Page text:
Q: What types of films are you inspired by or drawn to?
A: If you watch the films I make now, I would say they’re more indie art-house movies – a little bit more austere than like a cops and robbers. Growing up I was a big fan of blockbuster movies, like I really liked [Steven] Spielberg. But at the same time I really like filmmakers who were different. Which goes to show movies don’t have to be designed a certain way. It’s really amazing what you can do with the form of cinema and the stylistic choices you can make. There isn’t a specific person or thing [that inspires me].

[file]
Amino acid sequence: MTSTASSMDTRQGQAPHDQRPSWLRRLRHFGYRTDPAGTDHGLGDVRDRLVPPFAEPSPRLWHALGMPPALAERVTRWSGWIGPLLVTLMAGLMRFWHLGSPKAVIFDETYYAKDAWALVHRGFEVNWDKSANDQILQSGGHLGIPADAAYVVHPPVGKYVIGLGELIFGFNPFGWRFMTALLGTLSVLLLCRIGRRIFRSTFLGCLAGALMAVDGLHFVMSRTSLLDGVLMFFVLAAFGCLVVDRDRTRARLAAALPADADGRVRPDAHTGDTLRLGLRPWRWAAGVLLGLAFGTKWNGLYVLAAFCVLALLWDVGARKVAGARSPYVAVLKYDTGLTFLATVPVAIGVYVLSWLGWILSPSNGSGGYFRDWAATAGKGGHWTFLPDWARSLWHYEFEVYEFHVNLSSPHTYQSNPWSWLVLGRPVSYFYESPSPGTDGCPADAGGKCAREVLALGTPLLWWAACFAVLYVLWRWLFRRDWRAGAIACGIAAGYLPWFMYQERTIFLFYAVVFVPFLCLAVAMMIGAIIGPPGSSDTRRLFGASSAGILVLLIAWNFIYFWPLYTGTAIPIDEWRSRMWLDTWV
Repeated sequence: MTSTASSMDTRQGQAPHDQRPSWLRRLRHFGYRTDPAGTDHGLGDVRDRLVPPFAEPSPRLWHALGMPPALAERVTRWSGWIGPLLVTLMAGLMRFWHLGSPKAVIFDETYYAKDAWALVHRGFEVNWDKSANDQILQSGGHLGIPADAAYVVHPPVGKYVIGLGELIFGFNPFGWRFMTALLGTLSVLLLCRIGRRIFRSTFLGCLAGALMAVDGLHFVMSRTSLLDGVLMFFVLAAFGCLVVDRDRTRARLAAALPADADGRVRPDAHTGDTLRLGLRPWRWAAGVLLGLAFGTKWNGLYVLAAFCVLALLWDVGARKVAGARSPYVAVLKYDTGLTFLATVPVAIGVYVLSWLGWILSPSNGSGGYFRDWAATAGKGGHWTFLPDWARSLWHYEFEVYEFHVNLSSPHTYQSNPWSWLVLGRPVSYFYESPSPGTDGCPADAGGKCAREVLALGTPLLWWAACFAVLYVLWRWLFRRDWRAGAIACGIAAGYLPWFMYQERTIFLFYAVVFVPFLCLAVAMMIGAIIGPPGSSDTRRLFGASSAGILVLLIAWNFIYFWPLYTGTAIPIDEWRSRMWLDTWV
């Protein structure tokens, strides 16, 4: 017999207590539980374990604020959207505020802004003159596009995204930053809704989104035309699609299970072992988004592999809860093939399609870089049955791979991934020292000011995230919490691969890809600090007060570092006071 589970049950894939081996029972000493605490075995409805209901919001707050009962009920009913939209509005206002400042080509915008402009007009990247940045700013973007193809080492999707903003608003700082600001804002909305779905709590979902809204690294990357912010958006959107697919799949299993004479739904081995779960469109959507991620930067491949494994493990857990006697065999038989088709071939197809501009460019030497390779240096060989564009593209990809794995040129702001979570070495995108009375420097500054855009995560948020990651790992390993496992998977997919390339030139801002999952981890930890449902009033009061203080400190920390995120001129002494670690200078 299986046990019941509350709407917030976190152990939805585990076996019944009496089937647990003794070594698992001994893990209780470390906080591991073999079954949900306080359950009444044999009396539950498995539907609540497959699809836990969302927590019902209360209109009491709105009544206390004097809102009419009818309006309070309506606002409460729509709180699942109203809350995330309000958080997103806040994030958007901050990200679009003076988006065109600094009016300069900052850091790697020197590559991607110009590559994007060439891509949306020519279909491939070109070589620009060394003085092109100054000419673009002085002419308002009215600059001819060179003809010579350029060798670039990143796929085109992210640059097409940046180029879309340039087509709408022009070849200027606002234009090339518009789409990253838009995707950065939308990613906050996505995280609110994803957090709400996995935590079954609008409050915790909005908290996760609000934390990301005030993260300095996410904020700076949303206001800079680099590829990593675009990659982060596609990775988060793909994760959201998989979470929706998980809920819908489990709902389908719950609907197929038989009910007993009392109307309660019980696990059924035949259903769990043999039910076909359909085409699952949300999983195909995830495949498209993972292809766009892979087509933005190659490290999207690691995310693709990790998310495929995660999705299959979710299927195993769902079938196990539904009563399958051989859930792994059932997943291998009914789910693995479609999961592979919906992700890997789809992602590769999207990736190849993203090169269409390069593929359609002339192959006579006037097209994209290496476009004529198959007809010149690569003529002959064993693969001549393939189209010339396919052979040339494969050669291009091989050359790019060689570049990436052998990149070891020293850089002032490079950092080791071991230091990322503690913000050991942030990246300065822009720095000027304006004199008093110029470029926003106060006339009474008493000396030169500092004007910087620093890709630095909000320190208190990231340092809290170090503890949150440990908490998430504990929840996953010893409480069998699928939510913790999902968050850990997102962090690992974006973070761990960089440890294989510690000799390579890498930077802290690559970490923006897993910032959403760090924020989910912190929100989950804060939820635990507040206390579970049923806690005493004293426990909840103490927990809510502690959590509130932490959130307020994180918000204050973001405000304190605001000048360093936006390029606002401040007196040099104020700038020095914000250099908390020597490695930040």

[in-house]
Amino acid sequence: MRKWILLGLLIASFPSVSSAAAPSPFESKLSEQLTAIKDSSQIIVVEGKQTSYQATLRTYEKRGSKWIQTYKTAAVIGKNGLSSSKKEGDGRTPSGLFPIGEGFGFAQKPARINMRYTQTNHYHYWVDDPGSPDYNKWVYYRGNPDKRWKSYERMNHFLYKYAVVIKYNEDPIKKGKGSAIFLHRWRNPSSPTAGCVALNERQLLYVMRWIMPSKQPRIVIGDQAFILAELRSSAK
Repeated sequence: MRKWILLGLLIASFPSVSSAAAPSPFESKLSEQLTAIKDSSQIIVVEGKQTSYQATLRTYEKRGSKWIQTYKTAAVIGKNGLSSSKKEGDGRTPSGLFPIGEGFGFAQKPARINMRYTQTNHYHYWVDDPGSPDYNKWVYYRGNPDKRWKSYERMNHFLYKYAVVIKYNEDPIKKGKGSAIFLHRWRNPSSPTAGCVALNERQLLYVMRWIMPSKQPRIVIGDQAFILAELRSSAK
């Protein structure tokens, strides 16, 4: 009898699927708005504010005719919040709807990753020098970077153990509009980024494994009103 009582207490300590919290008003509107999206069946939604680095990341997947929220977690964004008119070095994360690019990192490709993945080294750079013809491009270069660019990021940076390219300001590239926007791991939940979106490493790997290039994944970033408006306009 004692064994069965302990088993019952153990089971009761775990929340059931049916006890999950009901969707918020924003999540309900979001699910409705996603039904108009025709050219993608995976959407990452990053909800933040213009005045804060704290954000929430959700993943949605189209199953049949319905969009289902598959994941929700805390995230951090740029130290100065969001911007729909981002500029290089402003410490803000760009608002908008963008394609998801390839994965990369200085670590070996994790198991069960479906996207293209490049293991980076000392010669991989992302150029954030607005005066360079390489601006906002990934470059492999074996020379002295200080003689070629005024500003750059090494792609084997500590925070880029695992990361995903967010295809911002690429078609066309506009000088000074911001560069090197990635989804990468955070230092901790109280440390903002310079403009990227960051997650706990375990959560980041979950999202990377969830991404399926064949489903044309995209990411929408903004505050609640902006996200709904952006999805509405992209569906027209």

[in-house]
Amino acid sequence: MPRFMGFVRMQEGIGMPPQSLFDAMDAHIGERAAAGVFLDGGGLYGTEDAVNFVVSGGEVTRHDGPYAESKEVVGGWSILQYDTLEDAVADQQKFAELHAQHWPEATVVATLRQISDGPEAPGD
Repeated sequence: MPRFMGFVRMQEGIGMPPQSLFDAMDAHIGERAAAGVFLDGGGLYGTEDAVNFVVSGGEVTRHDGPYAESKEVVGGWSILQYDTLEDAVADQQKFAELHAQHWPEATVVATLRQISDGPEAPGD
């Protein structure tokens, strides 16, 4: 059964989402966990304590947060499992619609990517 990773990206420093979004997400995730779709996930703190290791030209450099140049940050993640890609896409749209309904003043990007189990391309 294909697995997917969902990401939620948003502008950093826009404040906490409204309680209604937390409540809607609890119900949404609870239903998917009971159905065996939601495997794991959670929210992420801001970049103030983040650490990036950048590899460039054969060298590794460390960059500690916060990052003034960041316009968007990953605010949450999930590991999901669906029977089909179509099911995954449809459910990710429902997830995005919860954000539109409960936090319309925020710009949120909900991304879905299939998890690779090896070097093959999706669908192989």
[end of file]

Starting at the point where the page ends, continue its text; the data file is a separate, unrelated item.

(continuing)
Q: Can you talk a bit about your next film?
A: This is a film I’m producing with a director friend of mine. So we’ll switch off and on producing and directing roles. This is his film and it’s called The Waiting Room. It’s being made with Arts Council and Telefilm support. It’ll be the biggest film we’ve ever made. It’s about a refugee [who] lives in Canada [who] came here during the Yugoslavian wars. He used to be a big actor there but since he’s been here he’s been relegated to playing Mobster #3. So he’s thinking back and wants to restart his career, but at the same time, he has a family here now. So it’s a midlife crisis film that happens over the course of a week or two and he has to make some decisions about what he wants to do with his life. I’m excited to start shooting. So hopefully that’ll come out next year.